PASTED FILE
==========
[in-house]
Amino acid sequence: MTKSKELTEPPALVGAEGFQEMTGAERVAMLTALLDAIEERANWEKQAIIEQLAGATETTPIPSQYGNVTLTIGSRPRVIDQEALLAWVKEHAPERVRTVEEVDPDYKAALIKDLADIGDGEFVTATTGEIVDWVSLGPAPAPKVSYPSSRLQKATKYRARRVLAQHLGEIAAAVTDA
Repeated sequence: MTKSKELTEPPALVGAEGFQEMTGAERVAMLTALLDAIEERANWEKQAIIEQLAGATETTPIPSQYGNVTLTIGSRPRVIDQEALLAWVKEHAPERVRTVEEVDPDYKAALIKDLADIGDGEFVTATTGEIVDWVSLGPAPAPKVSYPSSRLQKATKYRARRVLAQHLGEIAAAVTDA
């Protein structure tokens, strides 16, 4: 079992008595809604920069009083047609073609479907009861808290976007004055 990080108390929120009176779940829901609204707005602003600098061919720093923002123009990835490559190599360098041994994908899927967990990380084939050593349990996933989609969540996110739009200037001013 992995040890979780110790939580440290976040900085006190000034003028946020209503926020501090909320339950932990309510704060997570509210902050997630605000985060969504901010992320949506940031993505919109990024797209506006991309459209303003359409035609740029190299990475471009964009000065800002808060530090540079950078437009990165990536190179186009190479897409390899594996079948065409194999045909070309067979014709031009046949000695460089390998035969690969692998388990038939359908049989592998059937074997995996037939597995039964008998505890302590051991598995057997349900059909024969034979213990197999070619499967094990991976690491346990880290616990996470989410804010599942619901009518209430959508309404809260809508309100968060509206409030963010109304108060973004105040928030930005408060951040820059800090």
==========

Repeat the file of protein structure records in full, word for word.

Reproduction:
[in-house]
Amino acid sequence: MTKSKELTEPPALVGAEGFQEMTGAERVAMLTALLDAIEERANWEKQAIIEQLAGATETTPIPSQYGNVTLTIGSRPRVIDQEALLAWVKEHAPERVRTVEEVDPDYKAALIKDLADIGDGEFVTATTGEIVDWVSLGPAPAPKVSYPSSRLQKATKYRARRVLAQHLGEIAAAVTDA
Repeated sequence: MTKSKELTEPPALVGAEGFQEMTGAERVAMLTALLDAIEERANWEKQAIIEQLAGATETTPIPSQYGNVTLTIGSRPRVIDQEALLAWVKEHAPERVRTVEEVDPDYKAALIKDLADIGDGEFVTATTGEIVDWVSLGPAPAPKVSYPSSRLQKATKYRARRVLAQHLGEIAAAVTDA
């Protein structure tokens, strides 16, 4: 079992008595809604920069009083047609073609479907009861808290976007004055 990080108390929120009176779940829901609204707005602003600098061919720093923002123009990835490559190599360098041994994908899927967990990380084939050593349990996933989609969540996110739009200037001013 992995040890979780110790939580440290976040900085006190000034003028946020209503926020501090909320339950932990309510704060997570509210902050997630605000985060969504901010992320949506940031993505919109990024797209506006991309459209303003359409035609740029190299990475471009964009000065800002808060530090540079950078437009990165990536190179186009190479897409390899594996079948065409194999045909070309067979014709031009046949000695460089390998035969690969692998388990038939359908049989592998059937074997995996037939597995039964008998505890302590051991598995057997349900059909024969034979213990197999070619499967094990991976690491346990880290616990996470989410804010599942619901009518209430959508309404809260809508309100968060509206409030963010109304108060973004105040928030930005408060951040820059800090």